It has been 75 years since Bugs Bunny made his first appearance in “A Wild Hare,” and over the years, the character has won legions of fans thanks to his quick wit and his ability to think outside of the box when facing a difficult situation.
Unlike the previous cartoon rabbits that Warner Brothers’ directors like Ben “Bugs” Hardaway (not a coincidence, by the way) had come up with, Tex Avery and animator Virgil Ross toned down the typical zany nature of the era’s cartoon characters and replaced it with Bugs’ trademark guile and cunning.
Through constantly outsmarting his bald-headed “frenemy,” Elmer Fudd, helping an abandoned baby penguin to the other side of the world, and joining up with the greatest basketball player to ever live, Bugs Bunny has become a classic part of animated history. So, grab your family and relive all your childhood with some of Bugs Bunny’s best moments from his 75-year existence.
Believe it or not, there was once a time when baseball was the most popular sport in America. You know, back when people didn’t really have options. In “Baseball Bugs,” our favorite hare faces off against the over-sized Gas-house Gorillas when he takes his heckling a step too far. By breaking both the laws of physics and at least 15 baseball regulations, Bugs plays all nine positions and comes out at the end with a 96-95 victory and one hell of a catch.
Whenever I read old comic books, I usually hear the narration in the same, over-the-top delivery you’ll hear in the classic “Super Rabbit.” (To be honest, that’s mostly because I’m doing it myself; it’s more fun that way.) But if you thought that superhero storylines today were clichéd and campy (Clark really could’ve saved his dad from that tornado), you have no idea how far they’ve come. Even Bugs Bunny cracked a joke at the idea of a pair of glasses being a good way to hide a secret identity.
“Rabbit of Seville”
This classic cartoon predates every sitcom you’ve ever watched that decided to randomly throw in a musical episode to switch things up. In “Rabbit of Seville,” Bugs and Elmer Fudd take their never-ending chase to the next level in song.
“8 Ball Bunny”
Celebrity cameos aren’t a new concept, by any means. When “8 Ball Bunny” was released in 1950, Humphrey Bogart was one of the biggest stars in Hollywood. So everyone in the audience immediately recognized him when he showed up in the same outfit from The Treasure of the Sierra Madre and asked Bugs for some spare change. If you want to see how much times have changed, bet a millennial to see if they even know who the guy in the fedora is. I’m calling dibs on 20 percent.
“Knighty Knight Bugs”
Out of the hundreds of appearances that Bugs Bunny has made in the past 75 years, his work has only gotten one Oscar. In 1959, “Knighty Knight Bugs” won the Academy Award for Best Animated Short. Apparently, the Academy loved seeing Bugs take on Yosemite Sam and his pet dragon in medieval times. Who wants to start a petition for Game of Thrones to add magical rabbits to the story?
Professor Bunny at Acme Looniversity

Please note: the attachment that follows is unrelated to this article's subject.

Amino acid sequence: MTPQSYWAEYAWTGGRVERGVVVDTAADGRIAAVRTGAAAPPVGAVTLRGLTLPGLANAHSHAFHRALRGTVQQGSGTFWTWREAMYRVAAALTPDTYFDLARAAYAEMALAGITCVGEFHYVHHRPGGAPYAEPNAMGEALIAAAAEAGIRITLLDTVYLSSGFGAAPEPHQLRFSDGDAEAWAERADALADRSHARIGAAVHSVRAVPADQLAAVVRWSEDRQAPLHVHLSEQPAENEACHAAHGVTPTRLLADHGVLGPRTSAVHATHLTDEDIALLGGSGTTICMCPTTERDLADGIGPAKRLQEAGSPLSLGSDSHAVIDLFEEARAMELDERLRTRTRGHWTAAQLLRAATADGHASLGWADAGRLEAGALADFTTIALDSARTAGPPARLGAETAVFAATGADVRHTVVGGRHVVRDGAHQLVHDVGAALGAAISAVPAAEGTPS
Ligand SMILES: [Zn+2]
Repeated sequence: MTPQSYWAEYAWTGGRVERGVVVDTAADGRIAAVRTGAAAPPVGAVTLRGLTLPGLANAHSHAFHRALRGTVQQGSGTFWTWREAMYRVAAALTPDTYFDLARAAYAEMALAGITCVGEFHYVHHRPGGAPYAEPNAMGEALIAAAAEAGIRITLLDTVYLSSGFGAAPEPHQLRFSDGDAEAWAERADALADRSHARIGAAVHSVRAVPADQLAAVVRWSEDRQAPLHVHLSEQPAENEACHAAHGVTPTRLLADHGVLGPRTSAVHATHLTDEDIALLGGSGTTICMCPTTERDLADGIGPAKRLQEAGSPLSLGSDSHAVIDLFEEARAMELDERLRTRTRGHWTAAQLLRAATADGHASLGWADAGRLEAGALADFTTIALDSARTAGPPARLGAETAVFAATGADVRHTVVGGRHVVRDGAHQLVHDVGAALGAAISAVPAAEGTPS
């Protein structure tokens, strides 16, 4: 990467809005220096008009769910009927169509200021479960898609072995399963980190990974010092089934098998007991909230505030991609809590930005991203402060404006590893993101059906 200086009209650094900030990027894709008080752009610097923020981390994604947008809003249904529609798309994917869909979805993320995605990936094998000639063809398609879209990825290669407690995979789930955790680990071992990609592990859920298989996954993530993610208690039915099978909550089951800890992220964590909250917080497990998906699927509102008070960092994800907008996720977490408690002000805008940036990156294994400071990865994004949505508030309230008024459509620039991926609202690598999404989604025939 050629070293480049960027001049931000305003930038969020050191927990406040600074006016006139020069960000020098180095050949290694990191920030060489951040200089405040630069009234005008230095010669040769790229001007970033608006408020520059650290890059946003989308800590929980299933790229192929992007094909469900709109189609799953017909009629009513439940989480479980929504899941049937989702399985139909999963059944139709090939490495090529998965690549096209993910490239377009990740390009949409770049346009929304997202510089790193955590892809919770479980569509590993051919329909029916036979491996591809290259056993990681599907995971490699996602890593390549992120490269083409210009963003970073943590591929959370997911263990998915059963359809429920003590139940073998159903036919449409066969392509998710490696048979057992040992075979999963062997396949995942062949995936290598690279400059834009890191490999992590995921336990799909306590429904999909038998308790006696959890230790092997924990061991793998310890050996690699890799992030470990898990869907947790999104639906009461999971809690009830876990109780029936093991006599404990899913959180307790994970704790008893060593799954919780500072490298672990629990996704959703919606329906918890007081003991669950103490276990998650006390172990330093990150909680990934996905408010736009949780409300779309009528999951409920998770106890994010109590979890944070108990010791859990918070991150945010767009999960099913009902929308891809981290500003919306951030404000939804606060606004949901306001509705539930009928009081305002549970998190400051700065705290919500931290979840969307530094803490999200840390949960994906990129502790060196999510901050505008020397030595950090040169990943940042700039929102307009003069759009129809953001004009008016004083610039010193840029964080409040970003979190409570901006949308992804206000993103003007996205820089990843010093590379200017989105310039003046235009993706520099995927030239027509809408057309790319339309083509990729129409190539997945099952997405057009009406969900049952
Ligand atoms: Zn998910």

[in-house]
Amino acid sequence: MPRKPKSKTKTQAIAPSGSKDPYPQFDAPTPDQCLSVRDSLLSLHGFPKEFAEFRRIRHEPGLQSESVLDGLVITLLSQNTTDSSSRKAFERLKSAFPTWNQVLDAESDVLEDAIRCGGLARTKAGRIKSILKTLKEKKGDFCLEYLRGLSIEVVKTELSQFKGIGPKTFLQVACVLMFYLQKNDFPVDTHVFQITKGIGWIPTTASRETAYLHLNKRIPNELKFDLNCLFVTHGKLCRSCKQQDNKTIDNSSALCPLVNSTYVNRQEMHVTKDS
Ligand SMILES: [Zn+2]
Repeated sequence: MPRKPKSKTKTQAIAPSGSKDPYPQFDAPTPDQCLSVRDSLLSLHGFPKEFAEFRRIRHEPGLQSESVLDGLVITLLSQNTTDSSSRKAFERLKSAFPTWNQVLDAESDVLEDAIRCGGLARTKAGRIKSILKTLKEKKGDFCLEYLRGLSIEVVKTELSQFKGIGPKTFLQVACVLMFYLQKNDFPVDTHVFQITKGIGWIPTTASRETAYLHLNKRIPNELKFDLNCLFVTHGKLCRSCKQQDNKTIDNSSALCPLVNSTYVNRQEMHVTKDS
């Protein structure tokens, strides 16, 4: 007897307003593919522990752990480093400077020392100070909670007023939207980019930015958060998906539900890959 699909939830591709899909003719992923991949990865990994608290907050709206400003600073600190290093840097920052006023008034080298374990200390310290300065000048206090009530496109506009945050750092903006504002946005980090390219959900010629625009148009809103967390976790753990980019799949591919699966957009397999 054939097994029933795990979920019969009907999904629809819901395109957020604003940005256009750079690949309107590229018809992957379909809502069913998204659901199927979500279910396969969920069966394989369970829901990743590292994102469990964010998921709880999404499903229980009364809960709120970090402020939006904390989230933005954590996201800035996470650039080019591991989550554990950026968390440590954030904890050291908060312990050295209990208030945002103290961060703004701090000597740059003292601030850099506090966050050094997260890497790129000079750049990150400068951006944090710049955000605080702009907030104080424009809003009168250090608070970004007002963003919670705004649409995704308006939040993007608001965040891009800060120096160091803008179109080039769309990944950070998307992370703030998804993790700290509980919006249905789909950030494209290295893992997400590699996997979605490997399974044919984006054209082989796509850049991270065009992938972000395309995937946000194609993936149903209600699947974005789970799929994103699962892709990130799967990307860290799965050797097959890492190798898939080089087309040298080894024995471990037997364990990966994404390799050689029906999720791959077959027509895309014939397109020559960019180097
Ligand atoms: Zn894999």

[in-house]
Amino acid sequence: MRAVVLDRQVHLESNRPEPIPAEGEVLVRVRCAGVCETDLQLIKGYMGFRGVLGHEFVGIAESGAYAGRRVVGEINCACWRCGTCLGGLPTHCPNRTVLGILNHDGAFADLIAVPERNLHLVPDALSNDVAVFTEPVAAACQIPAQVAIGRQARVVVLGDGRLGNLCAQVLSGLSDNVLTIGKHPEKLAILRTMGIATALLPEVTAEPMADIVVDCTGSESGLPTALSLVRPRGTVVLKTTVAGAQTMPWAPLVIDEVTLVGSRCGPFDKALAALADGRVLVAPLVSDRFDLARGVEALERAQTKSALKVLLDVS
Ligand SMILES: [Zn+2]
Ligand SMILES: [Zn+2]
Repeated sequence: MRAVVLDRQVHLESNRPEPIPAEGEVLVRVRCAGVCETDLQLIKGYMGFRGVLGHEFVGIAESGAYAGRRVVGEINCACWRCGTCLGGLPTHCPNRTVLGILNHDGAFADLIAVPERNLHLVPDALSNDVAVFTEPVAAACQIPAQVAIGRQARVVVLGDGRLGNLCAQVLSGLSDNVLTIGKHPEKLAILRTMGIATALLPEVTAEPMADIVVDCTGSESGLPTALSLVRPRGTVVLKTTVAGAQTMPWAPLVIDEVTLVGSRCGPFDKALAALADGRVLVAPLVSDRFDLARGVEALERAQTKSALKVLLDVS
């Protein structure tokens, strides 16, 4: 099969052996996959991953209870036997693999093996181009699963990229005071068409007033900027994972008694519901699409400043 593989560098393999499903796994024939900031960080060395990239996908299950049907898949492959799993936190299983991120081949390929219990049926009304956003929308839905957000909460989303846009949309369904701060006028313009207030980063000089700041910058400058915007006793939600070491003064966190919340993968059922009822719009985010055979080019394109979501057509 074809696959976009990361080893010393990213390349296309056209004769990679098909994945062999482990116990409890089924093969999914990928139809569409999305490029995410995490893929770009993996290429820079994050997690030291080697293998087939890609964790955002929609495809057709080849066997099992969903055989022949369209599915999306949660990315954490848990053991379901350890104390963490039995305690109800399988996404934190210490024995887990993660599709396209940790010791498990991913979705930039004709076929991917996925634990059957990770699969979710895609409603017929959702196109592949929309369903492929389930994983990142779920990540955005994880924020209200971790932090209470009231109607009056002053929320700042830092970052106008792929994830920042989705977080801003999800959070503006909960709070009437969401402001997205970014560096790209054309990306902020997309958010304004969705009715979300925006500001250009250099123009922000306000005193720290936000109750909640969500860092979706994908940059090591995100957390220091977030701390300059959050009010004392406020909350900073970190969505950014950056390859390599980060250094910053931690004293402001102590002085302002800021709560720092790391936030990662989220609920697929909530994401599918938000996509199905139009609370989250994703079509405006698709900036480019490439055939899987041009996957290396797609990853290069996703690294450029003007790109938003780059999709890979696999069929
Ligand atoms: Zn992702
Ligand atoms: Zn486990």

Once you reach a certain level of success, it’s only right to give back to the next generation. So Bugs decided to pay back his dues as a professor at Acme Looniversity in Tiny Toon Adventures. When Buster Bunny was having trouble with a bully, Bugs steps in to teach his protégé some of his old tricks. Luckily, this was back when the recommended treatment for concussions was a few days rest or else Acme may have had a lawsuit on its hands.
His Hareness Meets His Airness
Although Michael Jordan may be the first person that comes to mind when people think of Space Jam, Bugs Bunny was the first name on the poster. So you could argue that he’s the real star of the classic sports movie. Plus we got to meet Lola Bunny, who may be the first person he kissed that wasn’t trying to kill him first.
“Hare-Way To the Stars”
Mankind didn’t take that giant leap onto the moon until 1969. But Bugs Bunny made it all the way to Mars in 1958 after accidentally catching a ride on a spaceship and a satellite. Instead of just saving his own skin, per usual, Bugs has to save the entire planet Earth after Marvin the Martian tries to make it go “ka-boom” with an “Illudium PU-36 Explosive Space Modulator,” aka a stick of dynamite.
In this episode where he takes on a world champion boxer, Bugs Bunny breaks everything from the fourth wall to all of boxing’s many rules. If Antonio Margarito can get banned for a year for loaded gloves, I’m pretty sure Bugs shouldn’t be able to put a horseshoe in his. Even if his opponent is six times his size.
“Bully for Bugs”
Because of his horrible navigation skills, I spent most of my life thinking that Albuquerque – or “Albacoikee” – was a made up destination. Then Breaking Bad happened. Once again, Bugs ends up in the wrong place at the worst possible time when he pops up in the middle of a bullfight. If you knew the darker side of bull fighting, you’d understand why this bull is probably so pissed off. But it was good to see that he’s become a functioning member of society in Space Jam.
“Bugs Bunny Rides Again”
Some of Bugs Bunny best moments came when he was making fun of the pop culture clichés of the time. We already mentioned Superman, so why not go after Westerns with the help of Yosemite Sam? It was so easy for Bugs to outsmart him and bring us the classic “I dare you to cross this line” moment that he almost felt guilty about it. (Notice we said almost.)
Bugs Bunny and Daffy Duck have had a lot of time to try and outsmart each other. Of course, Bugs almost always wins, but probably the most classic and memorable running gag is the debate of whether it is duck season or rabbit season while Elmer Fudd decides who to shoot. This is also the easiest of Bugs’ tricks to use in real life.